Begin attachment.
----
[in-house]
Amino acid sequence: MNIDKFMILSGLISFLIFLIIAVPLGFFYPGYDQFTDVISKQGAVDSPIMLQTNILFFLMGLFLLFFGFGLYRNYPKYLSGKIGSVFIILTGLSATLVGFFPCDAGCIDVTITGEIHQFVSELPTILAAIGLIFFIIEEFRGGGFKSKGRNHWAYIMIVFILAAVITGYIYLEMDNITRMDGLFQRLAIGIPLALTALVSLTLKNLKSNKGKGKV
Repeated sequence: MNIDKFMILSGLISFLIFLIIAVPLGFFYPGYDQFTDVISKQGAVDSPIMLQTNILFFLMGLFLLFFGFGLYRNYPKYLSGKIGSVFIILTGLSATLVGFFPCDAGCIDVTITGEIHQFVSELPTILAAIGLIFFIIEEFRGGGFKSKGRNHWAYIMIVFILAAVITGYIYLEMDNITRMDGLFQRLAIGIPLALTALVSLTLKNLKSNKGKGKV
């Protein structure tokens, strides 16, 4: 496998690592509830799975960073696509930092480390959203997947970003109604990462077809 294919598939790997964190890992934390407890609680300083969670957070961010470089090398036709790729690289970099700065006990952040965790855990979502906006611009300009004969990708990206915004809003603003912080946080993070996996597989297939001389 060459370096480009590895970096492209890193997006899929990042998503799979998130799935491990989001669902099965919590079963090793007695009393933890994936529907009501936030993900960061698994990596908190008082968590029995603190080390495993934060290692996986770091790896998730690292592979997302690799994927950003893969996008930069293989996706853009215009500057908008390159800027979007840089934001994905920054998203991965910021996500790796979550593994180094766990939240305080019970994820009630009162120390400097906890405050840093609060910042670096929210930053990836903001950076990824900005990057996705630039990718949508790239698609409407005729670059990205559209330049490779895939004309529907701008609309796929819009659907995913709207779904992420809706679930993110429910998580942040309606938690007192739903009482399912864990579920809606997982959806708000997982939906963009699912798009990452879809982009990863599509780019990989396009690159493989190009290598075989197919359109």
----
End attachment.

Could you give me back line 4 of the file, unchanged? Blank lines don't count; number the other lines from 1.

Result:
């Protein structure tokens, strides 16, 4: 496998690592509830799975960073696509930092480390959203997947970003109604990462077809 294919598939790997964190890992934390407890609680300083969670957070961010470089090398036709790729690289970099700065006990952040965790855990979502906006611009300009004969990708990206915004809003603003912080946080993070996996597989297939001389 060459370096480009590895970096492209890193997006899929990042998503799979998130799935491990989001669902099965919590079963090793007695009393933890994936529907009501936030993900960061698994990596908190008082968590029995603190080390495993934060290692996986770091790896998730690292592979997302690799994927950003893969996008930069293989996706853009215009500057908008390159800027979007840089934001994905920054998203991965910021996500790796979550593994180094766990939240305080019970994820009630009162120390400097906890405050840093609060910042670096929210930053990836903001950076990824900005990057996705630039990718949508790239698609409407005729670059990205559209330049490779895939004309529907701008609309796929819009659907995913709207779904992420809706679930993110429910998580942040309606938690007192739903009482399912864990579920809606997982959806708000997982939906963009699912798009990452879809982009990863599509780019990989396009690159493989190009290598075989197919359109």